One of the many pleasures of keeping animals is that they are unpredictable.
Quite what has got into Brandy the big Brecon Buff goose the last two nights is any ones guess and while I like having him around he has nearly provoked his demise and slow roasting with potatoes and seasonal vegetables for running off into the darkness rather than walking serenely into his sleeping quarters.
Two nights ago he provoked a rebellion amongst the geese and led them up the hill to settle down for the night amongst the sheep. Rather than risk the fox taking them, and the wrath of Tracey for not finding them I dutifully trudged through the mud up the steep slope with a torch that cast as much light as a dieing match trying to sort through the assorted white shapes in an effort to find the misbehaving geese.
Finally they were persuaded back to the duck house whereupon Brandy sprinted down the lane in a last bid for freedom. Eventually he was apprehended and suitably chastised for his misdemeanours.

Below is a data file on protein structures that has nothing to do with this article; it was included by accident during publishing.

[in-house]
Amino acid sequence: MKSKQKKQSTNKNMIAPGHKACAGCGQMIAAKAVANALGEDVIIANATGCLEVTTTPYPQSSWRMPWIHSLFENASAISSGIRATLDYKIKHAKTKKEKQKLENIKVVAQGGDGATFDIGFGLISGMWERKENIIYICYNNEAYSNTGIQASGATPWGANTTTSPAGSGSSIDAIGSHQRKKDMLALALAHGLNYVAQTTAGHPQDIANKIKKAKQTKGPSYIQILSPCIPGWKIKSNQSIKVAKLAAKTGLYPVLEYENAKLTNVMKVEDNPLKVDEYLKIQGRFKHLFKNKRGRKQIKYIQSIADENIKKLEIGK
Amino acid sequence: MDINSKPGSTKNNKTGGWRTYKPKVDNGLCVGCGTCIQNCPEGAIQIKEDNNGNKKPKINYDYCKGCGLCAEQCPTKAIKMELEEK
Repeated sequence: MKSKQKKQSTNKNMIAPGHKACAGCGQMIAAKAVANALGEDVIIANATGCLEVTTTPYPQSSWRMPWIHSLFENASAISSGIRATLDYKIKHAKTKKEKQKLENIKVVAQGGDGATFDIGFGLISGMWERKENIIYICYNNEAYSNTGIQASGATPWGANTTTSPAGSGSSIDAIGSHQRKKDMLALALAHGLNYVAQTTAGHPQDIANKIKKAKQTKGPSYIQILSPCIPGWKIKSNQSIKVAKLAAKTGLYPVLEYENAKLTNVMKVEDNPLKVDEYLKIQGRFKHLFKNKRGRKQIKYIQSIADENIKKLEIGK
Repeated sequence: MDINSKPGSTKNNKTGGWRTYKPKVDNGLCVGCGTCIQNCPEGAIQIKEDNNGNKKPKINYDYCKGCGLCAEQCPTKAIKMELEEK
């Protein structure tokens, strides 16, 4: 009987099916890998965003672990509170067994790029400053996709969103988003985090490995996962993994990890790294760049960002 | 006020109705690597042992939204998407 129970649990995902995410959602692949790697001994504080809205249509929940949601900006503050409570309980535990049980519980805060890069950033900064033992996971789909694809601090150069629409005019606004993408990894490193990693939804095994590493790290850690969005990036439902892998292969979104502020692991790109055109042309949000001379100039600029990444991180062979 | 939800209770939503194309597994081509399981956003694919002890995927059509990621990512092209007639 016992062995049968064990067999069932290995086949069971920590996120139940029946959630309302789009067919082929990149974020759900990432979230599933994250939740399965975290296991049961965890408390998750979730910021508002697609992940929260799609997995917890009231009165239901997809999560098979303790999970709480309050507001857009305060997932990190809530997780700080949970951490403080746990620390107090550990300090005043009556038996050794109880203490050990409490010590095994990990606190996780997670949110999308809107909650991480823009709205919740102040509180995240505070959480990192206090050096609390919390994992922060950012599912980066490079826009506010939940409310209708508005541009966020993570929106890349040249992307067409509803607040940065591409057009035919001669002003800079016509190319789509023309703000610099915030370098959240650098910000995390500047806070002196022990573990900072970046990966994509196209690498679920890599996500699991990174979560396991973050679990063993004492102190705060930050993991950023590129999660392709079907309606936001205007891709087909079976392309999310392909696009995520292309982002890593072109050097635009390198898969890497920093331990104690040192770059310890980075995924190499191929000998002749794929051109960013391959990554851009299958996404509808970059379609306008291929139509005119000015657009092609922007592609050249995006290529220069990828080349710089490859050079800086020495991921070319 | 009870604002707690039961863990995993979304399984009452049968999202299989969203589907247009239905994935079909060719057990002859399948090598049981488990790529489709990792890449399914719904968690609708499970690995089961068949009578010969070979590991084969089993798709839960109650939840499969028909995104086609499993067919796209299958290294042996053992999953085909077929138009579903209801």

Now once was perhaps understandable, a nice night out under the stars instead of confinement in a stuffy shed but two nights in a row is almost unforgivable, especially as there was fresh clean bedding for them. Not feeling at my best last night after my attempt at running I have to admit to suffering a massive sense of humour failure as Brandy once again shot off as fast as his webbed feet could carry him instead of going to bed in the prescribed manner. I barely managed to catch the brute yet alone have the energy to carry him back up the lane to the duck house.
Slamming the door on my fingers in the darkness I gathered my sense of humour from the floor, brushed it down and after a few deep breaths in the howling gale that had started an hour or so earlier returned to the welcome glow of Rock HQ, fought off the five very attentive Berners and struggled up the stairs to bed.
Despite being very tired I didn't sleep very well, the wind battered the cottage and I lay fretting about the two Ash trees pictured above falling on the house, car or worse still on our horses. We are planning to cut them down but it would be just our luck for them to fall meantime.
Morning dawned and as we went about our rounds in the wind I cleared some branches from the lane that had fallen. Trees were missing leaves, the windfall apples were too many to carry and too many for the pigs to eat in one go. Buckets were blown around and the washing on the line had to be retrieved from the vegetable garden. It had been quite a night.
The Ash trees had survived.
One did look a bit different though.
A large crack has appeared in the one tree, Ash is a very brittle wood.
Felling them now is not a precaution its a necessity.